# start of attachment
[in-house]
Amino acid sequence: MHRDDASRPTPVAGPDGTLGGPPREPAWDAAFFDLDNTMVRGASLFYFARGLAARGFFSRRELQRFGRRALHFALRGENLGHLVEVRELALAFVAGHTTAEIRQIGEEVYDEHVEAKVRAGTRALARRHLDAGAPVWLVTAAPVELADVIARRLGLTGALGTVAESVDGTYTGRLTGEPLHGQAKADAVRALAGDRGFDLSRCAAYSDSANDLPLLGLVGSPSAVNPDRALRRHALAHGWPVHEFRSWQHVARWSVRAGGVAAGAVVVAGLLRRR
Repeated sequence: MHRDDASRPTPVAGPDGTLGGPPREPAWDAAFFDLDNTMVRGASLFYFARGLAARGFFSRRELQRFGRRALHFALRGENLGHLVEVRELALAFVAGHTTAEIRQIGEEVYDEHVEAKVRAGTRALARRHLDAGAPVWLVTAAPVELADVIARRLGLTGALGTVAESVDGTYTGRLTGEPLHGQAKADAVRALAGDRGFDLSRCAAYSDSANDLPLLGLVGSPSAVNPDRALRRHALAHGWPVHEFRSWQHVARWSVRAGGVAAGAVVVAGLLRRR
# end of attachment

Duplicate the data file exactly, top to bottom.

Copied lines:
[in-house]
Amino acid sequence: MHRDDASRPTPVAGPDGTLGGPPREPAWDAAFFDLDNTMVRGASLFYFARGLAARGFFSRRELQRFGRRALHFALRGENLGHLVEVRELALAFVAGHTTAEIRQIGEEVYDEHVEAKVRAGTRALARRHLDAGAPVWLVTAAPVELADVIARRLGLTGALGTVAESVDGTYTGRLTGEPLHGQAKADAVRALAGDRGFDLSRCAAYSDSANDLPLLGLVGSPSAVNPDRALRRHALAHGWPVHEFRSWQHVARWSVRAGGVAAGAVVVAGLLRRR
Repeated sequence: MHRDDASRPTPVAGPDGTLGGPPREPAWDAAFFDLDNTMVRGASLFYFARGLAARGFFSRRELQRFGRRALHFALRGENLGHLVEVRELALAFVAGHTTAEIRQIGEEVYDEHVEAKVRAGTRALARRHLDAGAPVWLVTAAPVELADVIARRLGLTGALGTVAESVDGTYTGRLTGEPLHGQAKADAVRALAGDRGFDLSRCAAYSDSANDLPLLGLVGSPSAVNPDRALRRHALAHGWPVHEFRSWQHVARWSVRAGGVAAGAVVVAGLLRRR